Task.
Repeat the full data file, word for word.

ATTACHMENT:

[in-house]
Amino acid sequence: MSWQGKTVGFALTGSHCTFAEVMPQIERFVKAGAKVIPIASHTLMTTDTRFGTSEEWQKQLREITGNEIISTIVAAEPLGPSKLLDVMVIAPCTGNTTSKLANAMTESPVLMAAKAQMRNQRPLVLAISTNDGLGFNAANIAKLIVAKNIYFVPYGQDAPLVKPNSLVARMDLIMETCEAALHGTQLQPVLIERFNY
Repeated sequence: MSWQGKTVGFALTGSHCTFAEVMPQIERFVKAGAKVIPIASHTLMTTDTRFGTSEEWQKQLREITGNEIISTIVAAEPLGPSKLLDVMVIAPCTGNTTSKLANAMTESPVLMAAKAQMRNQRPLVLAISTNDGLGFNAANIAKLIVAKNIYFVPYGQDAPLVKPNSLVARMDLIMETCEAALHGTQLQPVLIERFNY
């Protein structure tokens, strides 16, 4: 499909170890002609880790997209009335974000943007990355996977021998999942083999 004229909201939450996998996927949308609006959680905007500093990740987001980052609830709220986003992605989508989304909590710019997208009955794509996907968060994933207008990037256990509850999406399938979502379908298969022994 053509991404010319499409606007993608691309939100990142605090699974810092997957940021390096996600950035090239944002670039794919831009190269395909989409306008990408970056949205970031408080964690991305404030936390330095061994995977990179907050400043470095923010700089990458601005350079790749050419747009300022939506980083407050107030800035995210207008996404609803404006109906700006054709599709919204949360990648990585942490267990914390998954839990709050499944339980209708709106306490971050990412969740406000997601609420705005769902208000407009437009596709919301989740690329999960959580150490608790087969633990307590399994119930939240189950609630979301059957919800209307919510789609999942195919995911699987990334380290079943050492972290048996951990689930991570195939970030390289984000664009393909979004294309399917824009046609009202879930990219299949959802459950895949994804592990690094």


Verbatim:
[in-house]
Amino acid sequence: MSWQGKTVGFALTGSHCTFAEVMPQIERFVKAGAKVIPIASHTLMTTDTRFGTSEEWQKQLREITGNEIISTIVAAEPLGPSKLLDVMVIAPCTGNTTSKLANAMTESPVLMAAKAQMRNQRPLVLAISTNDGLGFNAANIAKLIVAKNIYFVPYGQDAPLVKPNSLVARMDLIMETCEAALHGTQLQPVLIERFNY
Repeated sequence: MSWQGKTVGFALTGSHCTFAEVMPQIERFVKAGAKVIPIASHTLMTTDTRFGTSEEWQKQLREITGNEIISTIVAAEPLGPSKLLDVMVIAPCTGNTTSKLANAMTESPVLMAAKAQMRNQRPLVLAISTNDGLGFNAANIAKLIVAKNIYFVPYGQDAPLVKPNSLVARMDLIMETCEAALHGTQLQPVLIERFNY
């Protein structure tokens, strides 16, 4: 499909170890002609880790997209009335974000943007990355996977021998999942083999 004229909201939450996998996927949308609006959680905007500093990740987001980052609830709220986003992605989508989304909590710019997208009955794509996907968060994933207008990037256990509850999406399938979502379908298969022994 053509991404010319499409606007993608691309939100990142605090699974810092997957940021390096996600950035090239944002670039794919831009190269395909989409306008990408970056949205970031408080964690991305404030936390330095061994995977990179907050400043470095923010700089990458601005350079790749050419747009300022939506980083407050107030800035995210207008996404609803404006109906700006054709599709919204949360990648990585942490267990914390998954839990709050499944339980209708709106306490971050990412969740406000997601609420705005769902208000407009437009596709919301989740690329999960959580150490608790087969633990307590399994119930939240189950609630979301059957919800209307919510789609999942195919995911699987990334380290079943050492972290048996951990689930991570195939970030390289984000664009393909979004294309399917824009046609009202879930990219299949959802459950895949994804592990690094």